Nic Weishar has had a strong start to camp at the tight end position.

Preseason Practice Update - August 14

Aug. 15, 2015

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When asked about whether the 2015 Notre Dame football team can meet its lofty media prognostications, head coach Brian Kelly has consistently agreed that nearly all of the pieces required for an elite season are in place. What could potentially make the pundits’ picks a reality is how well those components mesh into a single dominance force.

The first week and a half of preseason camp has leaned heavily on components of team-building and leadership. The Irish have good chemistry already. For example, many college football teams naturally tend to break off my position group at team meals. Not the Irish. Routinely players from multiple positions will dine together at the eight-seat round tables in the dining area. Veterans sit with freshmen. Offense sits with defense.

When a player suffers a personal tragedy, suffice to say they are there for him. Sophomore tight end Nic Weishar lost his brother to cancer in 2012 at the young age of 21. This summer, his family hosted “WeishFest,” a benefit concert outside of Chicago to raise funds for families like his who have been afflicted by both the mental and financial anguish which cancer and wreck upon the loved ones of its victims.

It wasn’t just the tight ends who came. It wasn’t just the offensive players who came. It was nearly anyone on the roster who could get to the party, a fact that touched Nic.

“It was an unbelievable time and good that all the guys were there to support me, their teammate,” he said. “It was pretty humbling that they all showed up. I know they had a great time. This team is something special and that’s just another example of how special this team really is.”

This past week, on two occasions, Kelly was asked about players who had surprised him during the early stages of camp. Weishar’s name was mentioned each time. After not playing as a freshman in 2014, Weishar rededicated himself in the weight room, the film room and in other team activities. The gains have been evident thus far at the only position where the Irish lack a clear replacement for a departed starter.

“It’s humbling that (coach Kelly) is thinking about me when he’s doing an interview,” Weishar said when he was told of his head coach’s public comments. “It gives me more motivation to go out there every day and be the best that I can be.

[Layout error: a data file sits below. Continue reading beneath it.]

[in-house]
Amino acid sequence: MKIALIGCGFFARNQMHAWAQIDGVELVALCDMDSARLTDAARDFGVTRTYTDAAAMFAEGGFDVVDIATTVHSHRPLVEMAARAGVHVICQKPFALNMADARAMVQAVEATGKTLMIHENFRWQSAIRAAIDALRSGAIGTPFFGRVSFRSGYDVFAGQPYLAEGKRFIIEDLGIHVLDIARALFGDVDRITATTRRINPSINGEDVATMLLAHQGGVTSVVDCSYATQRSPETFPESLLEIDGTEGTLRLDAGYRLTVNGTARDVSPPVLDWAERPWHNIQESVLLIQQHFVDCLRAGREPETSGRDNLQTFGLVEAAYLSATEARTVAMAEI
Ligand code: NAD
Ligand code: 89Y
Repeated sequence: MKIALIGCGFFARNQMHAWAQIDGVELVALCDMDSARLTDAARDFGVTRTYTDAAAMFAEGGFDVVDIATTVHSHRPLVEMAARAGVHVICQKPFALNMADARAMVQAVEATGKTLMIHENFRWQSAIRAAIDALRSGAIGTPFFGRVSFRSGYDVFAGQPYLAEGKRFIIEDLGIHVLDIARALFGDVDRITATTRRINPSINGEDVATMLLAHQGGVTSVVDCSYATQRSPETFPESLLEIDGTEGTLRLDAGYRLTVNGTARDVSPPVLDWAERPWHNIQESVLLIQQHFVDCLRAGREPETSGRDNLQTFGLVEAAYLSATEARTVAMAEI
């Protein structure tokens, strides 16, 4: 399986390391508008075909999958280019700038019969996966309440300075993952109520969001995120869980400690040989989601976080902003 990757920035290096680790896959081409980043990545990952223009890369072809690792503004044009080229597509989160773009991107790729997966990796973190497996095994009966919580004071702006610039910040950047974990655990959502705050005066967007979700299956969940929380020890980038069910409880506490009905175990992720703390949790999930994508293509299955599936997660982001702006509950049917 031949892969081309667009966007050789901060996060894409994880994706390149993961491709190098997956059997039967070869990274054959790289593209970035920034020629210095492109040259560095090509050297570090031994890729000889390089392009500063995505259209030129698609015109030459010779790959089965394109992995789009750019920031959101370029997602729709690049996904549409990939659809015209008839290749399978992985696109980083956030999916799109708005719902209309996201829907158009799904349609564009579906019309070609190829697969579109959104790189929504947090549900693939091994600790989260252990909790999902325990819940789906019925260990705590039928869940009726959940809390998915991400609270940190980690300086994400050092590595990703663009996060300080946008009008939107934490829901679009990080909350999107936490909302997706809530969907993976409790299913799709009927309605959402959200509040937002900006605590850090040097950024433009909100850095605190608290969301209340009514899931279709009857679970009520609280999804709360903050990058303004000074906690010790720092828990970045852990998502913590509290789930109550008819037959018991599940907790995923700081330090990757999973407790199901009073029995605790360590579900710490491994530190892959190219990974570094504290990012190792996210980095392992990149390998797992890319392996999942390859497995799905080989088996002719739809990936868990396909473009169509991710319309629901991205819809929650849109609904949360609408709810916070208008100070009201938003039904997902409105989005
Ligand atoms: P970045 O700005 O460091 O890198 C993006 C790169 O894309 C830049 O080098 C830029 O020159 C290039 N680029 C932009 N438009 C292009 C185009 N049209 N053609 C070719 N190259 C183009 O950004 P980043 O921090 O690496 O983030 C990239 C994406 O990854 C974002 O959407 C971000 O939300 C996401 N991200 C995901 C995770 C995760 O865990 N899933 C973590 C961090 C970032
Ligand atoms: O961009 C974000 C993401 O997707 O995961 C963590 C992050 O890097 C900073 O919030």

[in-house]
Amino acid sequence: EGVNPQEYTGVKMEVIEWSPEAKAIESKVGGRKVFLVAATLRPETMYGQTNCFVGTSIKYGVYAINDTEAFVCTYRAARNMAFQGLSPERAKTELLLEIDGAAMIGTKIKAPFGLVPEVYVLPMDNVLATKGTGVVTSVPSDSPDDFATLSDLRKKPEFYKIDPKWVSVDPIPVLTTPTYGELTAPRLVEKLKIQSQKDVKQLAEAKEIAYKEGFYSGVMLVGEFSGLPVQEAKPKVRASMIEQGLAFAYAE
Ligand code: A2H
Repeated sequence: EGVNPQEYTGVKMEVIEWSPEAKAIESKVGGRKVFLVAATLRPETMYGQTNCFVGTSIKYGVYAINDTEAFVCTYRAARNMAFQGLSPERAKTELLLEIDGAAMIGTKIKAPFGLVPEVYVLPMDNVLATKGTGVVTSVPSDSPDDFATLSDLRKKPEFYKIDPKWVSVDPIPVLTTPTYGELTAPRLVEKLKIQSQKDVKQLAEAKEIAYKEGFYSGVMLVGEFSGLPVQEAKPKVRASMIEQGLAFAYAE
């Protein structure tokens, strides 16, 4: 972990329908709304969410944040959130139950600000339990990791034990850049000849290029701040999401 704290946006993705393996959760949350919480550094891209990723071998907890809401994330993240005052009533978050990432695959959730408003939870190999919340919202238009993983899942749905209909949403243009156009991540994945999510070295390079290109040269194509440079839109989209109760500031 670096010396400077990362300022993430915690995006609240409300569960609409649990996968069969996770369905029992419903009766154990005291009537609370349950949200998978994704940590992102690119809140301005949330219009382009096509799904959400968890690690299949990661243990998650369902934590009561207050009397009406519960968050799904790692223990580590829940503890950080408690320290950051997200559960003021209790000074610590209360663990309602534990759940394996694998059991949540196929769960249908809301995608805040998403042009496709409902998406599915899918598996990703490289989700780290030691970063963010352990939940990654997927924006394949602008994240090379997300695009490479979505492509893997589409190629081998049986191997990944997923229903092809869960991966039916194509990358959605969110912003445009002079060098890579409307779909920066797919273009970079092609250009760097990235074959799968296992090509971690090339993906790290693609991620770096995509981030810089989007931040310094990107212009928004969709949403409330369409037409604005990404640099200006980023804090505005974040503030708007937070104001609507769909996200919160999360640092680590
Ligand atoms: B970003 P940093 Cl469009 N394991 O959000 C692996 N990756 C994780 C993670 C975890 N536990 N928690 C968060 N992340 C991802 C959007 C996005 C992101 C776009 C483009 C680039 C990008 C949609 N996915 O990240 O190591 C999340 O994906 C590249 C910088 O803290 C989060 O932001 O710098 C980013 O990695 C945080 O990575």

“Knowing that there is a place to me to keep moving helps. I’ve always been a person that wants to be at the top so it’s a great feeling knowing that folks are noticing me and I can just keep improving every day.”

Few can match the proud legacy of Notre Dame at tight end in recent years. With Ben Koyack’s selection by the Jacksonville Jaguars in the 2015 NFL Draft, each of the last six starting tight ends for Notre Dame have been NFL draftees, five of them going in either the first or second rounds.

The graduation of Koyack leaves a gap to be filled with no obvious answer. Both Tyler Luatua and Durham Smythe earned monograms as true freshmen last year but those were mainly for special teams play. The tandem combined for just one catch and most of the duo’s tight end snaps came in two-tight end sets that often signify a running play. Graduate student Chase Hounshell is a converted defensive lineman, relocated in the spring. Junior Ben Suttman is an option as is highly-recruited freshman Alizé Jones, although he has been nagged by injury thus far in camp.

There is no obvious choice. Weishar sees the light at the end of the tunnel after not playing as a freshman. He hopes to carve out a spot in its glow for himself, but he will also be happy for his fellow tight ends too should they be the ones ultimately playing more. His teammates turned out for Weishar in a time of need. It only makes him want to return their support. It’s what teammates do.

“When you see somebody down you go pick them up,” Weishar said. “That’s what we are. We’re a team. We’re a brotherhood. The fact that they all came out for Weishfest shows that. I’m just trying to do everything I can back to be a good teammate to other people.”

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— written and compiled by Leigh Torbin, athletic communications assistant director, and Michael Bertsch, director of football media relations